Goodbye Mike Ashley, hello Saudi Arabia.
Newcastle United fans have had a long wait, but it appears that the Saudi-led takeover is about to happen.
Judging by the reaction on social media, most Newcastle fans are delighted that the deal is going through, but some have expressed concerns.
The main sticking point is Saudi Arabia’s horrific human rights record and their penchant for getting involved in fierce conflicts with other countries.
For some people, the takeover is ‘morally repugnant’ – football clubs shouldn’t be associating themselves with countries who aren’t adverse to beheading journalists.
Whether the dissenters like it or not, the argument is flawed.
There are undoubtedly plenty of reasons to boycott states that abuse human rights or get involved in gruesome wars.
This would involve stopping selling their weapons or buying their oil, neither of which is happening in the United Kingdom right now.
If governments are unwilling to take action, why on earth should it be a football club’s responsibility to act differently?
And before anyone shouts about ‘sportswashing’, that particular argument is flaky at best.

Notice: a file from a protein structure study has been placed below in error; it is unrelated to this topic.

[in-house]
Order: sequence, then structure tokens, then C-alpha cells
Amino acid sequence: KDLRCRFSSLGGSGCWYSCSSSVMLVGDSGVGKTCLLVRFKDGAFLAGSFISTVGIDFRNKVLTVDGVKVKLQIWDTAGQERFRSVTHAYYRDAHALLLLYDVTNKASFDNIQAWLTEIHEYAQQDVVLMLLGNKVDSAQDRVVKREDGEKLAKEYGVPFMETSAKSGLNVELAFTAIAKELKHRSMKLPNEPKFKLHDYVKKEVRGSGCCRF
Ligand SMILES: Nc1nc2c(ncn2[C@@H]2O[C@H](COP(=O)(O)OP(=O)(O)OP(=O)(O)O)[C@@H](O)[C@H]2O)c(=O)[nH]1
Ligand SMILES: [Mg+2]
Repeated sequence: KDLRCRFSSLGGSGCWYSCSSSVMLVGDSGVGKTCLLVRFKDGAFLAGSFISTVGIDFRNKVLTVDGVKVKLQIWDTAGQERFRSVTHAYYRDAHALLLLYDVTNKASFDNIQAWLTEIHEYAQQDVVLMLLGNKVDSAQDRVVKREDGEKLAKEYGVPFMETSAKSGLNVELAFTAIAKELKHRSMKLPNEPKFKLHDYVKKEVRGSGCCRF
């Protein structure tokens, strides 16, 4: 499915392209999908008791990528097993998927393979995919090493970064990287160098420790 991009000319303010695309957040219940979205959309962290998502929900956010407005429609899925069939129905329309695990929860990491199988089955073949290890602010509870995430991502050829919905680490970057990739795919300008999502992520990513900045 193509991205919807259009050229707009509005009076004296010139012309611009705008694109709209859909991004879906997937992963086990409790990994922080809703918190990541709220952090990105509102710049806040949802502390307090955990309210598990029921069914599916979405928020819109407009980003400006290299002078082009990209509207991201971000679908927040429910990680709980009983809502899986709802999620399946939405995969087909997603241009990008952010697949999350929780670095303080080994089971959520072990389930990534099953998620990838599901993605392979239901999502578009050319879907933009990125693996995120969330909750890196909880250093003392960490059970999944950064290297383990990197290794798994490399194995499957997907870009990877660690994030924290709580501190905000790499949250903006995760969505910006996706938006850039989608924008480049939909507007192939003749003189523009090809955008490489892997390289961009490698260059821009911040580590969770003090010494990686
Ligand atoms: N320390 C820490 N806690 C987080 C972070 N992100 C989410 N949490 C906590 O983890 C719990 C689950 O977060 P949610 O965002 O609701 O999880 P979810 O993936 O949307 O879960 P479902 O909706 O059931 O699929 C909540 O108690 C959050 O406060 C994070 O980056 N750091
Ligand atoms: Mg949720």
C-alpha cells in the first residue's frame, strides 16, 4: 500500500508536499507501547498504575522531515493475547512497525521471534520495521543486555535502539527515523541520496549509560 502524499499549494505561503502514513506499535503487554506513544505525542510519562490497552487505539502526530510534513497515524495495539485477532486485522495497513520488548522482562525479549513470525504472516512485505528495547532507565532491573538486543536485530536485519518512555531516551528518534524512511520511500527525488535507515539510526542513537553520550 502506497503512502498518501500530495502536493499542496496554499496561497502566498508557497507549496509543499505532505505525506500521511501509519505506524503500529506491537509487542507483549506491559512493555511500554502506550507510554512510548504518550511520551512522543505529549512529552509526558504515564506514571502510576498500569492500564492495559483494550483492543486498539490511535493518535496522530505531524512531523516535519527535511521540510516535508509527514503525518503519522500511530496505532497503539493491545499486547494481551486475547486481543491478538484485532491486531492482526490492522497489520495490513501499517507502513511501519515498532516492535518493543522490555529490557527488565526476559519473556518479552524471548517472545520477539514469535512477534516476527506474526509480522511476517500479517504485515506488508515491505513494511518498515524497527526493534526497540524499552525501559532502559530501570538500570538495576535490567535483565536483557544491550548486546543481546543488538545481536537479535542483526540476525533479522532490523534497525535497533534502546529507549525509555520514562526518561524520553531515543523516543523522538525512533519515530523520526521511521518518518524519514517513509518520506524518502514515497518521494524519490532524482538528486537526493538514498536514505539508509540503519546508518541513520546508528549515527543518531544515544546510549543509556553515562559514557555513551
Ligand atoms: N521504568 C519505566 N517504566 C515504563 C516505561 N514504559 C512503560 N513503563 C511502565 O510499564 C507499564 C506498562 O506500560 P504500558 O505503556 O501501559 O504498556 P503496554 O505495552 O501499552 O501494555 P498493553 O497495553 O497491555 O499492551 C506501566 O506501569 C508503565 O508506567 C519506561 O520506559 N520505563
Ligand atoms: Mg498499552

For instance, has anyone ever looked at Sheikh Mansour since he bought Manchester City and thought ‘isn’t Qatar great’?
Ultimately, the reason why rich people want to buy football clubs is very little to do with public relations.
In many cases, it’s a personal ego trip – an opportunity to get involved with something different from sitting at home counting their billions.
It is also about business, with the Premier League still some way off fulfilling its massive global potential.
As highlighted by the Abu Dhabi Group’s regeneration of Eastlands in Manchester, investment in the football club was only half the story.
If local governments are willing to take what many people call ‘dirty money’, why is it wrong for football to do the same?
Perhaps people would prefer owners who run clubs into the ground, leaving fans and local communities devastated by their actions?
Sure, this is not the same as issues such as human rights or wars, but the pain felt by the people associated with those clubs is still real.
The landscape changed in English football when the Premier League was launched and started to aggressively market itself globally.
We’re now nearly 30 years on, and people still want football to be a moral arbiter? That ship has long since sailed.
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